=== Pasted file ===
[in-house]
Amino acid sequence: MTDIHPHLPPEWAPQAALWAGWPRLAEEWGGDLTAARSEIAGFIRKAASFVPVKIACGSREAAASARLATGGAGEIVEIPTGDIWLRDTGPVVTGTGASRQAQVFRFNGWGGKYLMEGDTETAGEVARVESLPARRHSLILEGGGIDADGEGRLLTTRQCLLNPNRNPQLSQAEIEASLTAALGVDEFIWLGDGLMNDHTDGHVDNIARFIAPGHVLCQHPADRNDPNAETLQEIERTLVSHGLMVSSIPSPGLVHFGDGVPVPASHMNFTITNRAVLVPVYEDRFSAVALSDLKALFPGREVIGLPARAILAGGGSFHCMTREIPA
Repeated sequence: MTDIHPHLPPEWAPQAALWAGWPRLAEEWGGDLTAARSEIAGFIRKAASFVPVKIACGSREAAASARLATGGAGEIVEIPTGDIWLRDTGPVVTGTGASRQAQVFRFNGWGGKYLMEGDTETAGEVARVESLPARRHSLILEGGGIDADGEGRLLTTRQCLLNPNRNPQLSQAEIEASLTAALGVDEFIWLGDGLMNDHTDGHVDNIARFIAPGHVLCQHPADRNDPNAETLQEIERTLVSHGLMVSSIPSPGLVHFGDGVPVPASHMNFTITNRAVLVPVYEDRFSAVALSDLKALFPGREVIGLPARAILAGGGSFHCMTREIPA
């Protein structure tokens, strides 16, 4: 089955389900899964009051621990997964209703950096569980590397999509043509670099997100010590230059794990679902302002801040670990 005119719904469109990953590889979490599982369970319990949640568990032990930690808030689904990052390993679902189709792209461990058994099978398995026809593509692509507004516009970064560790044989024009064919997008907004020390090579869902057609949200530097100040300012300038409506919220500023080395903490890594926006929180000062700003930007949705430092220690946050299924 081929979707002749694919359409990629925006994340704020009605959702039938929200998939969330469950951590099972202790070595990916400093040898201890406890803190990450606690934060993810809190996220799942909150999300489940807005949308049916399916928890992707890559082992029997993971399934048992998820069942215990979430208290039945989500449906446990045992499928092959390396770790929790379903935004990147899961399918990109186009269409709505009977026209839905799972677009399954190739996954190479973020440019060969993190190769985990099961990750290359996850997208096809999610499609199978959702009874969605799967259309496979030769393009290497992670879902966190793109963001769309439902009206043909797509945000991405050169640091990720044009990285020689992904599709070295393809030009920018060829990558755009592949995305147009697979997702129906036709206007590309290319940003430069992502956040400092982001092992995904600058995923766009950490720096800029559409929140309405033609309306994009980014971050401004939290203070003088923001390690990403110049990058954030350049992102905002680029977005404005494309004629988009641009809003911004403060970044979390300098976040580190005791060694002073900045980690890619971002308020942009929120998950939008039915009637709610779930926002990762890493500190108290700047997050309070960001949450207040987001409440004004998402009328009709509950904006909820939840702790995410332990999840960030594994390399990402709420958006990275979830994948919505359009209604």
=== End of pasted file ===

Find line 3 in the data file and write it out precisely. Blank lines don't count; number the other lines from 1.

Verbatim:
Repeated sequence: MTDIHPHLPPEWAPQAALWAGWPRLAEEWGGDLTAARSEIAGFIRKAASFVPVKIACGSREAAASARLATGGAGEIVEIPTGDIWLRDTGPVVTGTGASRQAQVFRFNGWGGKYLMEGDTETAGEVARVESLPARRHSLILEGGGIDADGEGRLLTTRQCLLNPNRNPQLSQAEIEASLTAALGVDEFIWLGDGLMNDHTDGHVDNIARFIAPGHVLCQHPADRNDPNAETLQEIERTLVSHGLMVSSIPSPGLVHFGDGVPVPASHMNFTITNRAVLVPVYEDRFSAVALSDLKALFPGREVIGLPARAILAGGGSFHCMTREIPA